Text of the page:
The following are the major violations that agitate the minds of the public
- Exhibition of an 'A' certified film to a non-adult.
- Exhibition of an 'S' certified film to persons other than those for whom it is meant.
- Exhibition of a film in a form other than the one in which it was certified. Such violations are known as interpolations.
Interpolations can be described as follows
- Re-insertion in the prints of a film, those portions which were deleted by the Board while certifying the film.
- Insertion in prints of a film, portions which were never shown to the Board for certification.
- Exhibition of 'bits' unconnected with the certified film.
- Exhibition of a film which was refused a certificate (or 'banned' in common parlance).
- Exhibition of uncertified films with forged certificates of other films.
- Exhibition of films without CBFC certificate.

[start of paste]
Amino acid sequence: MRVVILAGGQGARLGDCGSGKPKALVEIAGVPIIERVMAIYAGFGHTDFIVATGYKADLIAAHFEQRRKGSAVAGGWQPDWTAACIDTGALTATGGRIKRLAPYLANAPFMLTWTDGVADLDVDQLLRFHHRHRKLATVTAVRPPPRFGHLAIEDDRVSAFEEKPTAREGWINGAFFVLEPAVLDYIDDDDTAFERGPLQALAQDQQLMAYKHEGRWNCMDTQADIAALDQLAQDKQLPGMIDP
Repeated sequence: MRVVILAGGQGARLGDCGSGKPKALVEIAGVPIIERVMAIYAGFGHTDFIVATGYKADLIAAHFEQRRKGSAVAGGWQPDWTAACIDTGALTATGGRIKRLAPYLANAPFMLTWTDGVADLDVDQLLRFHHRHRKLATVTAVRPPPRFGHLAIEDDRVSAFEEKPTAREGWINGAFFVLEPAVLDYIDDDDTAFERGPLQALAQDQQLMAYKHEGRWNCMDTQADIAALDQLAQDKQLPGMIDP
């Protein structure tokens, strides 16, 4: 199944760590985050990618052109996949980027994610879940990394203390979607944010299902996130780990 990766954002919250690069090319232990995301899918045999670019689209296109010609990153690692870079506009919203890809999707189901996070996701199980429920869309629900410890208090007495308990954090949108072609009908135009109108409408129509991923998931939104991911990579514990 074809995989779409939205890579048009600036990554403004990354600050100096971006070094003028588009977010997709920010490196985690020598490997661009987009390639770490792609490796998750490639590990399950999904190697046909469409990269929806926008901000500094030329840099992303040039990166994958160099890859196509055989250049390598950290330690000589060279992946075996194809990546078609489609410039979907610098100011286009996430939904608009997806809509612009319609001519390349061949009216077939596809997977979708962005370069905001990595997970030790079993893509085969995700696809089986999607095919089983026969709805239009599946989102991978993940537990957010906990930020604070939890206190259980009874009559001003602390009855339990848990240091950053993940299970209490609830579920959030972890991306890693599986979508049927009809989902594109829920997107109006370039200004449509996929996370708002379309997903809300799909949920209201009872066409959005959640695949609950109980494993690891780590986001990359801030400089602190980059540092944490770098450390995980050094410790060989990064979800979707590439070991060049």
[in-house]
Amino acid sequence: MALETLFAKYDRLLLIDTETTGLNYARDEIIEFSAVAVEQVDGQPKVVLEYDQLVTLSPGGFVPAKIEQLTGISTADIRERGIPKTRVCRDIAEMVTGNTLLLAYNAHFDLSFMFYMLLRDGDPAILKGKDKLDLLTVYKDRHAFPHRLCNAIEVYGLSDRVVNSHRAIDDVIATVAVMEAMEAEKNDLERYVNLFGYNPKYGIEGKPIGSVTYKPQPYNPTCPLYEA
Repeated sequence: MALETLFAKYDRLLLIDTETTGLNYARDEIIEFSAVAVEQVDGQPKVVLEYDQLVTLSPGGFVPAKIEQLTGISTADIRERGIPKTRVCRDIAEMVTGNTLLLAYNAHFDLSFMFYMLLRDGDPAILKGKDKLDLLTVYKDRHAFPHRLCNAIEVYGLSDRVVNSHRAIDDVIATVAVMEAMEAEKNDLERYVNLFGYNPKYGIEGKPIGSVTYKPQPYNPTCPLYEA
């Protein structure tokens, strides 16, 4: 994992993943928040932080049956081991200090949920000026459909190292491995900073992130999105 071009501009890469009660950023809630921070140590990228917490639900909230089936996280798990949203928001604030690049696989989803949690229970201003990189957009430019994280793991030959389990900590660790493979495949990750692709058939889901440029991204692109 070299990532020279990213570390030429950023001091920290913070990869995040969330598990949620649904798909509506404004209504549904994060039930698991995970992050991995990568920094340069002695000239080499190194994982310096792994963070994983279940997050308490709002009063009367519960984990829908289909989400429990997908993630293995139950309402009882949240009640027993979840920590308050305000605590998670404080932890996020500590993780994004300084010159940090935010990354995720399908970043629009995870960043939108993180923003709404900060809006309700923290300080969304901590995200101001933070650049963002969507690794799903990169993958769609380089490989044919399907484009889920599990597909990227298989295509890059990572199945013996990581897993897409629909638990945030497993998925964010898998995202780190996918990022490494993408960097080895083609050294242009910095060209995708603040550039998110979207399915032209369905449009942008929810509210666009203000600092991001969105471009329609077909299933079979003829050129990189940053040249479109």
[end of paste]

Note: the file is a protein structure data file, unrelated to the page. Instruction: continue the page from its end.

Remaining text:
Violations of Cinematograph act and penalties
- Offences with regard to violations of certification provisions are cognizable. Furthermore, they are non-bailable.
- Section 7 of the Cinematograph Act provides penalties for violation of censorship provisions. Penalty can also be imposed for failure to comply with section 6A which requires that any person delivering a film to an exhibitor or a distributor will also give to him details of all cuts, certification, title, length and conditions of certification.
- A person guilty of violation while exhibiting celluloid films is punishable with imprisonment for a term which may extend to Three years, or with fine which may extend to Rs.1/-lakh, or with both, and with a further fine up to Rs.20,000 for each day for a continuing offence. Similarly, Showing of video films which violate the rules in the manner prescribed in this section will attract imprisonment of not less than three months but which may extend to three years and a fine of not less than Rs.20,000 but which may extend to Rs.1/-lakh and a further fine up to Rs.20,000 for each day for a continuing offence.
- Furthermore, the trial court can direct that the offending film be forfeited to the Government. Under Section 7A, any police officer can enter a hall where an offending film is being screened, search the premises and seize the print. Films can also be seized when they are likely to be exhibited in violation of Cinematograph Act.